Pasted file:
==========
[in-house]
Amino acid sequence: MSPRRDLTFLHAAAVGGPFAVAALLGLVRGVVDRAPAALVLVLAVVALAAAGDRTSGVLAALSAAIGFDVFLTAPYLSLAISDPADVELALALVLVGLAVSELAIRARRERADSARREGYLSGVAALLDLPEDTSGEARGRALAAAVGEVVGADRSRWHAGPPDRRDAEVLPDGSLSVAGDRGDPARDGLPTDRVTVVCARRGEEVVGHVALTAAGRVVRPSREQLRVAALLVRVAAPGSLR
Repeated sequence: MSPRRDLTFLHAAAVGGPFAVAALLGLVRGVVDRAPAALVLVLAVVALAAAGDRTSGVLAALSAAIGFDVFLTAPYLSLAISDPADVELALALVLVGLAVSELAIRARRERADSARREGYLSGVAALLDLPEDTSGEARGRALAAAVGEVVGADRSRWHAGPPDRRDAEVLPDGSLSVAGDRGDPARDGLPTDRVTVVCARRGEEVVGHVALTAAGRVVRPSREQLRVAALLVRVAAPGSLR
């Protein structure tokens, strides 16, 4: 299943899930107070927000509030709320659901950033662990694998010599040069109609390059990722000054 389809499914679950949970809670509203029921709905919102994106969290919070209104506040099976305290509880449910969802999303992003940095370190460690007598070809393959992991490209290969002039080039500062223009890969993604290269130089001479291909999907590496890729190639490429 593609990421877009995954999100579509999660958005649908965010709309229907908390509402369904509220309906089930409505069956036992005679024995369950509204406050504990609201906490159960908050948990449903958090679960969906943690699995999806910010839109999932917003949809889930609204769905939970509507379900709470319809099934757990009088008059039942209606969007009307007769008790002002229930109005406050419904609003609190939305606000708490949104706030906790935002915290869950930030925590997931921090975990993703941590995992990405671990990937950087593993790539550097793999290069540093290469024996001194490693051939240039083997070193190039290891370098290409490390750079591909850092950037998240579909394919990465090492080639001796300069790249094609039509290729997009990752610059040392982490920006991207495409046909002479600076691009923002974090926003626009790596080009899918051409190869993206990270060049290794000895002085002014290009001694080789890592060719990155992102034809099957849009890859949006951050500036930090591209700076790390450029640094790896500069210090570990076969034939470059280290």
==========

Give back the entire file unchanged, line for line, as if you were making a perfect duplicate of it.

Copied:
[in-house]
Amino acid sequence: MSPRRDLTFLHAAAVGGPFAVAALLGLVRGVVDRAPAALVLVLAVVALAAAGDRTSGVLAALSAAIGFDVFLTAPYLSLAISDPADVELALALVLVGLAVSELAIRARRERADSARREGYLSGVAALLDLPEDTSGEARGRALAAAVGEVVGADRSRWHAGPPDRRDAEVLPDGSLSVAGDRGDPARDGLPTDRVTVVCARRGEEVVGHVALTAAGRVVRPSREQLRVAALLVRVAAPGSLR
Repeated sequence: MSPRRDLTFLHAAAVGGPFAVAALLGLVRGVVDRAPAALVLVLAVVALAAAGDRTSGVLAALSAAIGFDVFLTAPYLSLAISDPADVELALALVLVGLAVSELAIRARRERADSARREGYLSGVAALLDLPEDTSGEARGRALAAAVGEVVGADRSRWHAGPPDRRDAEVLPDGSLSVAGDRGDPARDGLPTDRVTVVCARRGEEVVGHVALTAAGRVVRPSREQLRVAALLVRVAAPGSLR
């Protein structure tokens, strides 16, 4: 299943899930107070927000509030709320659901950033662990694998010599040069109609390059990722000054 389809499914679950949970809670509203029921709905919102994106969290919070209104506040099976305290509880449910969802999303992003940095370190460690007598070809393959992991490209290969002039080039500062223009890969993604290269130089001479291909999907590496890729190639490429 593609990421877009995954999100579509999660958005649908965010709309229907908390509402369904509220309906089930409505069956036992005679024995369950509204406050504990609201906490159960908050948990449903958090679960969906943690699995999806910010839109999932917003949809889930609204769905939970509507379900709470319809099934757990009088008059039942209606969007009307007769008790002002229930109005406050419904609003609190939305606000708490949104706030906790935002915290869950930030925590997931921090975990993703941590995992990405671990990937950087593993790539550097793999290069540093290469024996001194490693051939240039083997070193190039290891370098290409490390750079591909850092950037998240579909394919990465090492080639001796300069790249094609039509290729997009990752610059040392982490920006991207495409046909002479600076691009923002974090926003626009790596080009899918051409190869993206990270060049290794000895002085002014290009001694080789890592060719990155992102034809099957849009890859949006951050500036930090591209700076790390450029640094790896500069210090570990076969034939470059280290």